When data arrive as curves: an overview of Functional Data Analysis methods in oceanography

David Nerini, Aix-Marseille University, Mediterranean Institute of Oceanography, Marseille, France, Etienne Pauthenet, Sorbonne Université, LOCEAN‐IPSL, CNRS/IRD/MNHN, Paris, France, Pascal Monestiez, INRA Institut National de la Recherche Agronomique, Avignon, France, Christophe Guinet, Centre d’Etudes Biologiques de Chizé (CEBC), UMR 7372 Université de la Rochelle-CNRS, Villiers en Bois, France, Fabien Roquet, University of Gothenburg, Department of Marine Sciences, Gothenburg, Sweden, Madec Gurvan, LOCEAN-IPSL, CNRS/IRD/MNHN/Sorbonne Université, Paris, France, Frédéric Ménard, IRD, France, Christophe Menkes, IRD/LOCEAN, Nouméa, New Caledonia and Arnaud Bertrand, Institut de Recherche pour le Développement (IRD), France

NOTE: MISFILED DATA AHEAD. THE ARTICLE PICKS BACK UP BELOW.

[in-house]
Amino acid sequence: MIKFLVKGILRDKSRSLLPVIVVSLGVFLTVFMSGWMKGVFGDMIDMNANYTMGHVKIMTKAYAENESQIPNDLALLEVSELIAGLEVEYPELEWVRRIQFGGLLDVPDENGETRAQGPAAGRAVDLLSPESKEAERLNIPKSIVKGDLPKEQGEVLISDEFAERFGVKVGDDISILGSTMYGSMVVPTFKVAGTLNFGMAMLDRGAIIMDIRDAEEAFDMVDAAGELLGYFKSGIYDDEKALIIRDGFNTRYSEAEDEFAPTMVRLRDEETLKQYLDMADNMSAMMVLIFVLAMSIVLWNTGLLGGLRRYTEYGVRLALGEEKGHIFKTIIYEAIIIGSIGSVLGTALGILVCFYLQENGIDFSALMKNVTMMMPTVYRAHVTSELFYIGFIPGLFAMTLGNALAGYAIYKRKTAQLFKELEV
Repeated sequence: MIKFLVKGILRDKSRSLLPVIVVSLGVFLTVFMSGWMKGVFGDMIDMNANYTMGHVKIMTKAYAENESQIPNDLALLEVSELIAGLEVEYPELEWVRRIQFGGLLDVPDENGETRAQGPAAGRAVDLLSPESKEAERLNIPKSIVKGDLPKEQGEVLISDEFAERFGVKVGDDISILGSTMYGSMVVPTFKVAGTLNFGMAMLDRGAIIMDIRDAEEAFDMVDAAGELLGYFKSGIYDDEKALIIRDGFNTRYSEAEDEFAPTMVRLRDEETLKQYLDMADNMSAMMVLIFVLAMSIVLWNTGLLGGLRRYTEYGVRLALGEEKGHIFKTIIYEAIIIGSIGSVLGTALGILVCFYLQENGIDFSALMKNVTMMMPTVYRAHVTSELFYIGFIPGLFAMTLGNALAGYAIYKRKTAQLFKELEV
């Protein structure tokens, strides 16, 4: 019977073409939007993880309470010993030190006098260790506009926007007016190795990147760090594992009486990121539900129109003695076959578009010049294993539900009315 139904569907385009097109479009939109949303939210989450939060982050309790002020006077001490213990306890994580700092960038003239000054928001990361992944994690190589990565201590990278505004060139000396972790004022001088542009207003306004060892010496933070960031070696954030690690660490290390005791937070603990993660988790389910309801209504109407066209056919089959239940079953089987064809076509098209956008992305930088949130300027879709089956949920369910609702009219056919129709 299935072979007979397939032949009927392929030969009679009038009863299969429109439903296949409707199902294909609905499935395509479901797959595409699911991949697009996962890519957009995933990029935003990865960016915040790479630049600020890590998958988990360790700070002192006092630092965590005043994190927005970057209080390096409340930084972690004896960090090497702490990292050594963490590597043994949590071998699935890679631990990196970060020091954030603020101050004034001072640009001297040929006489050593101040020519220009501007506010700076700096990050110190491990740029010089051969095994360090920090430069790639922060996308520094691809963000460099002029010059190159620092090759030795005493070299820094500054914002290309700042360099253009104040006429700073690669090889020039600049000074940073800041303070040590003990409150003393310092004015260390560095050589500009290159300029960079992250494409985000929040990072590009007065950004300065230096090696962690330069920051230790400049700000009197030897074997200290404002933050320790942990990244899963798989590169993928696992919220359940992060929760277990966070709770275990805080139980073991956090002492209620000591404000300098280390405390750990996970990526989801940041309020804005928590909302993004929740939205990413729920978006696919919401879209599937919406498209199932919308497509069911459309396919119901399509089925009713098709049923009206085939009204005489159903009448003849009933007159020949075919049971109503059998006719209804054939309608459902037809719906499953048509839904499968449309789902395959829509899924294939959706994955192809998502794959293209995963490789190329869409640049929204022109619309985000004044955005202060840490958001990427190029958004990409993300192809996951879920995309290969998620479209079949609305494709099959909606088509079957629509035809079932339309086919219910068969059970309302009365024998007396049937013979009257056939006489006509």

These last two decades have seen a massive increase in in-situ observing data acquired at very high frequency in many areas of environmental science, especially in oceanography. This emergence of new data is strongly related to the progress made in the miniaturization of electronics and in computing, both in terms of storage capacity and energy efficiency of sensors. New observing devices by their size, their autonomy in energy, operate in unprecedented situations and have opened the way to new experiences that were unimaginable in the era of mechanical instruments. One common feature shared by these data is that observations often arrive as sampled profiles. Nowadays, with the improvement of observing technologies, ocean science community faces to massive multivariate datasets constituted with heterogeneous data (missing values, sparse datasets, varying sampling design, ...) which make data analysis and synthesis a challenging task. Functional Data Analysis (FDA) refers to the branch of statistics which develops methods for analyzing datasets of variables indexed along a continuum (time, depth, frequency, : : :). The theoretical efforts in FDA have led to generalize the usual multivariate methods (PCA,CCA, linear model, kriging, non-parametric statistics, ...) when data lie in functional spaces. Surprisingly, few applications have been conducted in oceanography even if most data in environmental sciences can be handled as curves or profiles. This work proposes a general overview of FDA methods through many examples of big data analysis (output profiles from numerical ocean general circulation models, fishery acoustic profiles, hydrographic profiles sampled from equipped elephant seals). After mentioning frequently encountered issues when dealing with functional data, we will show how the use of functional methods owns many advantages such as 1) including information of curve shape in a statistical analysis, 2) sweeping out the variability of sampling devices by smoothing steps, 3) fixing sampling design problems by constructing continuous data 4) Dealing with massive and complex datasets using adequate dimension reduction methods.